facts about lemons (use, storage, nutritional value)

Everybody knows that lemons are sour. One of the reasons for this is the high vitamin C content: a lemon contains around 50 mg of it, which is half of the total daily requirement for an adult. The yellow fruits also provide the valuable mineral potassium. This is involved in the water balance of the body and fulfills important functions in the heart, nerves and muscles.

Lemon Nutritional Values

– Calorie content about 39 kcal (162 kJ).

– Protein: 0.7

– Fat: 0.6

– Carbohydrates: 3.16 (glucose: 1.4, fructose: 1.35, sucrose: 0.41)

– Water: 88.8

– Dietary fiber: 1.3

– Carbohydrate exchange unit: 0.3


In a cool room – for example in the cellar – fresh lemons can be kept for several weeks, at room temperature they dry out faster. You can also keep lemons in the vegetable drawer of the fridge, but they lose some of their essential oils and their fragrance. If you want to store lemons longer, you have to be careful to sort out fruit that has become moldy from time to time.

Storage of Essential Oils

Small quantities are often filled in glass bottles – larger quantities are mainly shipped in plastic containers. Normally, essential oils can dissolve plastic – so special materials are required for this purpose. However, even with suitable canisters, the essential oils should not remain in the plastic container for a long period of time, otherwise some components will diffuse, perhaps even dissolve components of the container – and after a while you will find a retracted canister.

Durability is not an easy topic. Some oils are very sensitive, others need oxygen for their „ripening“ and smell/taste very unpleasant without this. Some oils even get better the older they get. Citrus oils spoil (e.g. smell stale to „burnt“, burn on the skin) through the oxidation process, i.e. the reaction of the oil with oxygen. Oxidation occurs more in a small quantity of oil relative to a large container (which of course then has a lot of oxygen in it) than in a container filled to the brim with oil with little room for oxygen. For better durability and to protect against oxidation, the essential oils can be covered with a layer of argon during bottling. This is a naturally occurring inert gas that prevents the oils from reacting with oxygen. The recommendation for storage temperature is between 2 and 22 degrees. In general, a cooler temperature reduces „responsiveness“. I myself store my citrus oils in the fridge at 4-6 degrees. In comparison, the durability there is clearly better than that of oils stored at room temperature – which may also be due to the constant temperature. Avoiding heat and strong sunlight is good for every essential oil.

Use of Lemons

“A glass of lemon water in the morning works wonders and stimulate the metabolism”: If you drink a large glass of water first thing in the morning, you are doing something good for your body, because we lose a lot of water over night. It also gently wakes the digestive tract from sleep. It is best when the water is lukewarm.


-stimulate the immune system

  • keep „fit“:

The juice of a lemon provides plenty of calcium, potassium and magnesium, which are essential for the healthy functioning of nerves, heart and muscles.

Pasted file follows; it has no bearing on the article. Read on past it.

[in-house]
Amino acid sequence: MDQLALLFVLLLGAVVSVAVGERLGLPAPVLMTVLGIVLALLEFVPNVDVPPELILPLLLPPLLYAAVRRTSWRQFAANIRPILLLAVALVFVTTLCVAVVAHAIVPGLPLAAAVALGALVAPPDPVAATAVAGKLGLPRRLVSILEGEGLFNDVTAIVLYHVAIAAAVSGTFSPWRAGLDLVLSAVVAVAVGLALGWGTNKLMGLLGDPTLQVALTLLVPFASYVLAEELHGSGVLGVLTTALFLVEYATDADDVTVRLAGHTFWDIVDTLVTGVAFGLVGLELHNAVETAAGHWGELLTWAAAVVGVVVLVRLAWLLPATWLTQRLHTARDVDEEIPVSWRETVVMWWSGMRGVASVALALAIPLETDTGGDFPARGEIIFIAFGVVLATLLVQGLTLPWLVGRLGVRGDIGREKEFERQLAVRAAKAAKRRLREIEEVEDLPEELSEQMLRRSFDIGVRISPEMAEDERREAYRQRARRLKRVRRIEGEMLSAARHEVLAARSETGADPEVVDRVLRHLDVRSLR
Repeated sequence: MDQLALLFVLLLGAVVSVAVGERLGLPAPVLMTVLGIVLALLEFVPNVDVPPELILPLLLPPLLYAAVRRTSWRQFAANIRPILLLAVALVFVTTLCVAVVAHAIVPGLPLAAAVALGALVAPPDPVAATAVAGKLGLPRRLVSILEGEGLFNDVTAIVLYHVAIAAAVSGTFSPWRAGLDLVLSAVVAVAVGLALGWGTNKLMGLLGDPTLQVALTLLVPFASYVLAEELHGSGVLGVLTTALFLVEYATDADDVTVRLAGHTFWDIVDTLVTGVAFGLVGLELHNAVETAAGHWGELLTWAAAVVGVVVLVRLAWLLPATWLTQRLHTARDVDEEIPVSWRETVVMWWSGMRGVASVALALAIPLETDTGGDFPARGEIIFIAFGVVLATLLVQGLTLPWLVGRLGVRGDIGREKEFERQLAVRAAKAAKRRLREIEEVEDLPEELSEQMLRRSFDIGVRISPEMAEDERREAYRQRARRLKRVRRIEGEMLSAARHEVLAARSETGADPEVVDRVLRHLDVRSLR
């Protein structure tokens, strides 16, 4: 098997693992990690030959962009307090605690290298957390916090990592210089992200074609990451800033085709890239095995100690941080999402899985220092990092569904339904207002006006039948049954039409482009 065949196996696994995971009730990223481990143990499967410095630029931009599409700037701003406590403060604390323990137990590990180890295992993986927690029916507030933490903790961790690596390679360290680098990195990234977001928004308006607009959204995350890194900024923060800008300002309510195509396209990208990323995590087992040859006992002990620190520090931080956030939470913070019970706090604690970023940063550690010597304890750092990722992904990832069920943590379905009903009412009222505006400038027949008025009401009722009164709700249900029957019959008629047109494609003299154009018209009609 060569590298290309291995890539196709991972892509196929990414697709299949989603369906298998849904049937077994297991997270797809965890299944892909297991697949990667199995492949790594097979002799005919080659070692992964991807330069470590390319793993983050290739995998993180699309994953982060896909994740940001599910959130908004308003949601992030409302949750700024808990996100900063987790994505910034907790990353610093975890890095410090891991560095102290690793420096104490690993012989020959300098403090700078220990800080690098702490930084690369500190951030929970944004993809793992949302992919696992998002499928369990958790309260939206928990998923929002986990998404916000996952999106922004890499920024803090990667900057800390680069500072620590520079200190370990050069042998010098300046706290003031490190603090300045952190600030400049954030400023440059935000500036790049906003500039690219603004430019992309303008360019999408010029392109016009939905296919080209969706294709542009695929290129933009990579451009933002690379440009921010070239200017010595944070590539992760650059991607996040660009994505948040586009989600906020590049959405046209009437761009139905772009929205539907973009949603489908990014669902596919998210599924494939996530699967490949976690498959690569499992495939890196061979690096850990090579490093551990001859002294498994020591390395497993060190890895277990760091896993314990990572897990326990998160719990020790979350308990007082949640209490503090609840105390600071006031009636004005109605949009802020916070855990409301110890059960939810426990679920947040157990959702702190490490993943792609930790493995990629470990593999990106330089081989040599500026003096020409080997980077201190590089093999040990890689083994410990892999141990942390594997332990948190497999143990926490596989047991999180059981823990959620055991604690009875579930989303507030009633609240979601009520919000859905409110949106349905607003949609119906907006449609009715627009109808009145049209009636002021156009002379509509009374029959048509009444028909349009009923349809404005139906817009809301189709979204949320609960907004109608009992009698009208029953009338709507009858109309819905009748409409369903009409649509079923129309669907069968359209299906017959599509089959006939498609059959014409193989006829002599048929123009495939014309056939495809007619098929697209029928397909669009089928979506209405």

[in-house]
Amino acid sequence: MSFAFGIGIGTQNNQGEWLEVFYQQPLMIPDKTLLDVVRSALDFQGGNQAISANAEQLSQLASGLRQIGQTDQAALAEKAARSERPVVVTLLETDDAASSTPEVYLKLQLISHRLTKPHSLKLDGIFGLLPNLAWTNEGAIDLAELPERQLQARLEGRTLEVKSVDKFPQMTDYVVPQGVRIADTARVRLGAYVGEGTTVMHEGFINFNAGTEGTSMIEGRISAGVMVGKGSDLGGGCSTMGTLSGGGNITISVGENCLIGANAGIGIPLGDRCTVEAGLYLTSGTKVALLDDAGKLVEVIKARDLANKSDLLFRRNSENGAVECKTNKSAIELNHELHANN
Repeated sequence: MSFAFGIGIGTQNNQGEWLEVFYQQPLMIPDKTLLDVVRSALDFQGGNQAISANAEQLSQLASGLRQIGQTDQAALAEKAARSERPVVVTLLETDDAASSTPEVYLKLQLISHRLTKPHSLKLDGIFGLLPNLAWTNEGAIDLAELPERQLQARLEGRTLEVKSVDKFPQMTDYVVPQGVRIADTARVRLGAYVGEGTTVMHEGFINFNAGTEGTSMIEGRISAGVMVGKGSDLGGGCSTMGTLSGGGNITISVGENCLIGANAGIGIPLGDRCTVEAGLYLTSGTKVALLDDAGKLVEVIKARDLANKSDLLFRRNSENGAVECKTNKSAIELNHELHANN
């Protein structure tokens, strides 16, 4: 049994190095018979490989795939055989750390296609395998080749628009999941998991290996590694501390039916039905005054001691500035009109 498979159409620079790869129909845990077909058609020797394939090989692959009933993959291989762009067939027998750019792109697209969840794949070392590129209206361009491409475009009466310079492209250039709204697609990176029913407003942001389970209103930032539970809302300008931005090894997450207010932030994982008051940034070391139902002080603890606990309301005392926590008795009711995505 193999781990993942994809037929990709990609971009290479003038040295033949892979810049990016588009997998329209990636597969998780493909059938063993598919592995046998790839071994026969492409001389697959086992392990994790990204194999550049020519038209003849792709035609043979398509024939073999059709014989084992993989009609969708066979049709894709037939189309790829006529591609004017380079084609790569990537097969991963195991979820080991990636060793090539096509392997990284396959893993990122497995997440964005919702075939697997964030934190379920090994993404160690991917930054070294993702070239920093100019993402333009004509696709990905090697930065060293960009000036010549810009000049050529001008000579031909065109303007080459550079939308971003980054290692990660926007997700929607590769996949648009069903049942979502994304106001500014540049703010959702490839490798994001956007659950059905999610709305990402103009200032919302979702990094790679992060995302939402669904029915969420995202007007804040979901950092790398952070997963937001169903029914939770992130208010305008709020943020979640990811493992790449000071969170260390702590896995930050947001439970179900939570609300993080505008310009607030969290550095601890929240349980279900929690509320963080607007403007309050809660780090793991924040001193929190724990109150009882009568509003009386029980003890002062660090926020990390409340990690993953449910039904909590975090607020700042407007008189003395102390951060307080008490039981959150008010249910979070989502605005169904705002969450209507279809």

• protect the body cells:

There are many flavonoids in lemons. These secondary plant substances have an antioxidant effect, i.e. they absorb free radicals in the body before they can damage the body’s cells.

  • support wound healing:

The vitamin C, or ascorbic acid, of the yellow fruit helps wounds such as cuts or abrasions heal faster. In addition, ascorbic acid also plays an important role in healthy and strong bones.

  • bring the acid-base matabolism into balance:

It sounds paradoxical, but it’s a fact: they have a detoxifying effect. They increase the pH value in the body and bring the acid-base balance into balance.

  • give firm skin:

Smooth and firm skin as well as strong connective tissue – lemons can also fulfill this dream, the vitamin C contained can be used by the body to produce collagen.

  • relieve indigestion:

The acids in lemons can improve gas, bloating or diarrhea. A glass of water with lemon is ideal here.

  • Lemon (ess.) oil can also be used against warts, but it takes a long time for them to dry out and fall off. (Lemon myrtle is also very suitable for molluscs in children).
  • Not everyone likes every scent. On the contrary – some smells can even trigger nausea – or unpleasant feelings.This aversion hardly ever occurs with the scent of lemon and is therefore versatile.
  • Lemon juice and lemon oil are good hair conditioners
  • Lemon oil (in the meantime rather lemon scent – s.Citral) is the most well-known household scent, it is in many detergents, cleaning agents
  • Its fresh lemony scent goes well with all soaps and in every household.

For toilets or storage rooms, and as an additive in cleaning water, in the washing machine or dishwasher.

  • In combination with lavender oil, it is a good travel companion as a disinfectant and for refreshing in between.
  • It can be used as a chewing gum solvent.

Carbon Footprint:

With an emission value of less than 130 grams per 100 grams, lemons have a good CO2 balance. The CO2 values ​​are based on the calculations of the IFEU Institute for Energy and Environmental Research in Heidelberg and were individually balanced for each food as „average food“ as it is sold in Germany. They take into account the place of production, the production method, all associated transport, processing, packaging and storage proportionally. The emissions of all greenhouse gases such as e.g. Carbon dioxide (CO2), methane (CH4) and nitrous oxide (N2O) were taken into account and converted into CO2 equivalents. Simplified, however, only CO2 is spoken of.

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